To be sure, as Gonzales-Flores notes, we review a district court's decision regarding whether a party has violated Rule 16, as well as its decision to order a particular sanction, for abuse of discretion, a standard of review not uncommonly reserved for decisions that involve some factual component. See United States v. Young, 248 F.3d 260, 269 (4th Cir. 2001) (violations); United States v. Barile, 286 F.3d 749, 758-59 (4th Cir. 2002) (sanctions). But this alone does not prevent a discovery issue from being a "question of law" within the meaning of Rule 43(b)(3), for nearly every legal question involves some factual component. Consider one of the most routine determinations made by district courts: whether an out-of-court statement constitutes inadmissible "hearsay" within the meaning of Federal Rule of Evidence 801. To make this determination, a district court must decide whether the out-of-court statement is being "offer[ed] in evidence to prove the truth of the matter asserted in the statement." Fed. R. Evid. 801(c)(2). A district court's hearsay rulings thus contain an irreducible "factual" component--namely, identifying the actual purpose for which a party is introducing an out-of-court statement. Moreover, we review a district court's hearsay rulings for abuse of discretion. See United States v. DeLeon, 678 F.3d 317, 326 (4th Cir. 2012). And yet, no one doubts that determining whether an out-of-court statement constitutes hearsay remains a question of law. See Christopher B. Mueller & Laird C. Kirkpatrick, Evidence § 8.12, at 748 n.1 (4th ed. 2009) ("The judge alone determines what the proponent is trying to prove and what the declarant was trying to say.").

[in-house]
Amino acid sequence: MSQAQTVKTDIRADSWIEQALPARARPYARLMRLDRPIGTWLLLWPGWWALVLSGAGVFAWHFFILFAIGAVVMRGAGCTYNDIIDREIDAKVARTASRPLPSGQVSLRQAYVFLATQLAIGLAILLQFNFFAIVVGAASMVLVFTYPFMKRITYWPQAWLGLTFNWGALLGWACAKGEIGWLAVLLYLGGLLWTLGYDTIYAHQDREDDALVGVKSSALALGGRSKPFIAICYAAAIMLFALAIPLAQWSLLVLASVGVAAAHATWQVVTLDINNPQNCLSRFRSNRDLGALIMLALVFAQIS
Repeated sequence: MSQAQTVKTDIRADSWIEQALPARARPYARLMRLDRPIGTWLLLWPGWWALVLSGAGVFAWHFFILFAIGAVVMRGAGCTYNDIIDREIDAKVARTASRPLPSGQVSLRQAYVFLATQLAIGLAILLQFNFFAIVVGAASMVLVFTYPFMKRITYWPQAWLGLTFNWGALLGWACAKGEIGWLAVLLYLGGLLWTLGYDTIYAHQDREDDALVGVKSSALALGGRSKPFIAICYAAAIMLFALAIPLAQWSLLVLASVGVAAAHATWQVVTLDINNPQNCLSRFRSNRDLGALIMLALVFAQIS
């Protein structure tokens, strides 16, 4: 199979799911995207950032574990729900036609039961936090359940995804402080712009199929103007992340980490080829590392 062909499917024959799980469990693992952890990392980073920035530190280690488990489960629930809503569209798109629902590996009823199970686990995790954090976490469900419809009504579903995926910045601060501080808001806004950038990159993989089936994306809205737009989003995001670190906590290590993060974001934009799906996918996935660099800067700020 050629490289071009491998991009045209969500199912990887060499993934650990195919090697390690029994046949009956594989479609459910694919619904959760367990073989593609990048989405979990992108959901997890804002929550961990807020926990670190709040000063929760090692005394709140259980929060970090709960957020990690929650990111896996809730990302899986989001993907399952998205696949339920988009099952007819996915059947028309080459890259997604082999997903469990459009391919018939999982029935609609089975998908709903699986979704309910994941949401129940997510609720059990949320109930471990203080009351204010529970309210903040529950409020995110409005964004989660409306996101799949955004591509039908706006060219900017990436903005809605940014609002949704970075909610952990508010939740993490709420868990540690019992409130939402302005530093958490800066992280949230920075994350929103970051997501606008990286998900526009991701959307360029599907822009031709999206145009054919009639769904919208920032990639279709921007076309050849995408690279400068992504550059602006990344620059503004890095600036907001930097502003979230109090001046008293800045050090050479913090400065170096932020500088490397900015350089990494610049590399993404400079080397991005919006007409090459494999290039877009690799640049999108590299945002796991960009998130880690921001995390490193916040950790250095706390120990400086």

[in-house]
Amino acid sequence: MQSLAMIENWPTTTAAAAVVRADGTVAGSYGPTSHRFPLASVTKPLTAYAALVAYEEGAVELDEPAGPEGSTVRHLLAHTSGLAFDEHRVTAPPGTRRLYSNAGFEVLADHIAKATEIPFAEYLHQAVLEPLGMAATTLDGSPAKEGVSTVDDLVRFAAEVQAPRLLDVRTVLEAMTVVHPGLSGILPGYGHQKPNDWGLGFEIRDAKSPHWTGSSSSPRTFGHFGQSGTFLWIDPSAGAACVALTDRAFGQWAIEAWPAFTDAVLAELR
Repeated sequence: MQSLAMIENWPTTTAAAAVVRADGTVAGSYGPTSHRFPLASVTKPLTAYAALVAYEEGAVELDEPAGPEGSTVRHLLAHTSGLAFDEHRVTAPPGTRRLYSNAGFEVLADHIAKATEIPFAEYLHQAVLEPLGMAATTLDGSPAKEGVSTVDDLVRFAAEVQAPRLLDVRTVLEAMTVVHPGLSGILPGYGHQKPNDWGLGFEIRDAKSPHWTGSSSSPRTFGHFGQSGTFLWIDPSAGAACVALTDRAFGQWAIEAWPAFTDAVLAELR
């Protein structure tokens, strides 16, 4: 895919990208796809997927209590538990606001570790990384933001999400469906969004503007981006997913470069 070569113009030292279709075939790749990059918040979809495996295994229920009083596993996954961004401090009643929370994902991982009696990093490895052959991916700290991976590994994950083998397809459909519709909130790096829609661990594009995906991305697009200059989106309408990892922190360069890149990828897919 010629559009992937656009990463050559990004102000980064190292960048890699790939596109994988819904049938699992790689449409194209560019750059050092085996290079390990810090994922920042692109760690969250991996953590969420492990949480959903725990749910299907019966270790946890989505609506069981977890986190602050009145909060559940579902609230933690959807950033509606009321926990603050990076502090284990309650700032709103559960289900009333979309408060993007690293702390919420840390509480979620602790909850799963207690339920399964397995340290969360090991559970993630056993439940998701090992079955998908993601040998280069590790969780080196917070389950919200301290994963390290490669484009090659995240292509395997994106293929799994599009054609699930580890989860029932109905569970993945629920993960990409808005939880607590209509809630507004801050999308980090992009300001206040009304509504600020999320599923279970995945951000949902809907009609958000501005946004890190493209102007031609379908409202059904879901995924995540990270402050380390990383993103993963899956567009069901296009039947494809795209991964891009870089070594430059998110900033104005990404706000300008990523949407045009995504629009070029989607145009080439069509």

Indeed, numerous rulings by district courts are reviewed for abuse of discretion but are nevertheless thought to be legal in nature. See, e.g., United States v. Novak, 607 F.3d 968, 972 (4th Cir. 2010) (jury instructions); United States v. Basham, 561 F.3d 302, 321 (4th Cir. 2009) (disqualification of defense counsel for a conflict of interest); United States v. Badwan, 624 F.2d 1228, 1232 (4th Cir. 1980) (continuances). So, too, with discovery rulings under Rule 16: while such rulings sometimes rest on factual premises, such as when a party disclosed its witness list or what information it included in the disclosure, the ultimate questions of whether a party violated Rule 16 and, if so, what remedy is appropriate remain within the scope of Rule 43(b)(3)'s exemption for "a conference or hearing on a question of law."